ARJM, in collaboration with SUM, recently won the competition for their project, “Square de l’Accueil” (Welcoming Square), which includes a public square of 10,000 m2, 53 flats, a school, commercial spaces and underground parking. Located in a neighborhood at a strategic entry point towards Evere, one of Brussels communes, the project itself includes all the components of the city at a smaller scale. More images and architects’ description after the break.
The Marie-José Van Hee + Robbrecht & Daem designed Market Hall in Ghent reinstates the presence of old urban areas that had become unrecognizable. As an urban interior, the inside embraces the passer-by with a dual modulated wooden ceiling, whose small windows scatter light inwards. The exterior, the entire building in fact, seems to assume a respectful role relative to the nobler historic stone buildings.
We have previously brought you images of the project, but these latest images by Hufton + Crow truly capture the experience and highlight the project’s materials and principles. A complete gallery of their photos can be viewed after the break.
Designed by Appareil, their proposal for Naves, a temporary pavilion for the city of Mons, Capital of Culture in 2015, addresses a contextual relationship to the gothic surroundings as an exploration on lightness and transparency. Inspired by this historical context, this project explores structural and material logics to revisit the gothic arch; the ‘curve’ is examined as a bending element caught within a woven collaborative structure of glass fiber tubes, in which the use of compression is exchanged by the one of tension for the building to achieve maximum lightness. More images and architects’ description after the break.
Presented here are twenty recent projects by an equal number of young Belgian architectural firms, published in conjunction with the exhibition ‘XX Models: Young Belgian Architecture’, at the Centre for Fine Arts in Brussels. The exhibition showed one architectural model every two months beginning September 2008. Most projects include a public or collective dimension, public rather than private commissions were privileged, and a balance was sought between Flemish and Francophone firms. Each projected is examined in depth; selected offices include JDS Architects, Matador, URA, A229, Dierendonckblancke Architecten, B612 Associates and noA, among others.
Architects: BURO II & ARCHI+I, Sileghem & Partners
Location: Esserstraat 8550 Zwevegem, Belgium
Project Director & Project Architect: Ir. arch. Michel Van der Beken
Design Architect: Arch. Steven Vanwildemeerch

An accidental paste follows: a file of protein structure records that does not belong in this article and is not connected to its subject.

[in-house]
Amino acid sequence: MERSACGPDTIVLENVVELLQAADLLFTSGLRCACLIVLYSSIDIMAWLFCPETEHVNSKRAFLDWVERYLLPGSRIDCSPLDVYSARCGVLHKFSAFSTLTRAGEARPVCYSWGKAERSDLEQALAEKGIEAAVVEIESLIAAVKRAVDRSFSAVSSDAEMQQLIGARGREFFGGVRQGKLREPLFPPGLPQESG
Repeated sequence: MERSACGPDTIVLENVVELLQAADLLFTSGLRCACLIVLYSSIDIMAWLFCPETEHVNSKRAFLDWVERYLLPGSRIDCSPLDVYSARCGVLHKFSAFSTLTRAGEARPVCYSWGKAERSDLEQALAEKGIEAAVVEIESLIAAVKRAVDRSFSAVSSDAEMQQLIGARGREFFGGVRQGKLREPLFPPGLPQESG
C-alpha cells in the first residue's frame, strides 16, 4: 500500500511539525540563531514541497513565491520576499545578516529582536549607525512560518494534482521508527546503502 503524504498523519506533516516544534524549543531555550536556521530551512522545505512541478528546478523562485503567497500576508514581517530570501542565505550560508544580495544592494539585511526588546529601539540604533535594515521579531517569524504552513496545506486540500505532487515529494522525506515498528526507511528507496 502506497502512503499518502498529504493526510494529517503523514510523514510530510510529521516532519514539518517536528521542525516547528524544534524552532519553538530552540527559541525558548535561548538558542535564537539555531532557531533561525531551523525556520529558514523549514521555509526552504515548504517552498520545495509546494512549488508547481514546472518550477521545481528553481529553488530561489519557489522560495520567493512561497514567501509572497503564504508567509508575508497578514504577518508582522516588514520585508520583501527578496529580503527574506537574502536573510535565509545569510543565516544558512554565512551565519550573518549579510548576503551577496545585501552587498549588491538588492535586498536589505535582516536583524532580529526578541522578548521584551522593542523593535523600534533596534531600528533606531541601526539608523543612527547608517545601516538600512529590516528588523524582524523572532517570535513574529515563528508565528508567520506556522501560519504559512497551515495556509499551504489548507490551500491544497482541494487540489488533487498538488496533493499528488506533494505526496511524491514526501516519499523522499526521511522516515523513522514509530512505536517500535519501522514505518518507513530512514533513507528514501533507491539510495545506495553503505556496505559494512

Interior Architect: Int.arch. Bart Decloedt
Area: 7224.0 sqm
Photographs: Klaas Verdru
A+Editions provides the first overview of the export of Belgian architecture. Belgian Architecture Beyond Belgium is aimed at both amateurs and professionals of architecture and building. A critical synthesis of the history of Belgian architecture on the international stage since the 19th century and the opinions expressed during a round-table discussion by key figures currently involved in export provide elements of response to some important questions: What are the stakes, difficulties and specificities of Belgian architecture? Why, how and where has the know-how of Belgian architecture been disseminated? How do architects take into account local and cultural features in international projects?
Architects: awg architects
Location: Mechelen, Belgium
Lead Architect: bOb Van Reeth
Project Managers: Jonas Van de Walle and Bob Van Abbenyen
Client: Flemish Government
Program: Memorial, Museum and Documentation Centre on Holocaust and Human Rights
Area: 6093.0 sqm
Photographs: Stijn Bollaert
Location: Kortrijk, Belgium
Architect In Charge: Johan Anrys, Freek Persyn, Peter Swinnen
Design Team: Tine Cooreman, Aline Neirynck, Bob De Wispelaere, Karel Verstraeten, Jan Opdekamp, Joram Van den Brande, Marc-Achille Filliol, Chris Blackbee, Emmanuel Debroise
Area: 4,240 sqm
Photographs: Filip Dujardin, Paul Steinbrück
In the Belgian language “brug” means bridge, and it’s because of the amount of them in the European medieval city that it took its name. A ”fairy tale f***ing town” is how Harry (Ralph Fiennes), the foul-mouthed boss in In Bruges describes it. And indeed Bruges is a city full of fairy tale-like elements that weave through this crazy, sardonic, violent, and (in our opinion, awesomely) absurd movie.
Have you seen it? Do you know any other film fully linked to a specific city? Let us know in the comments below!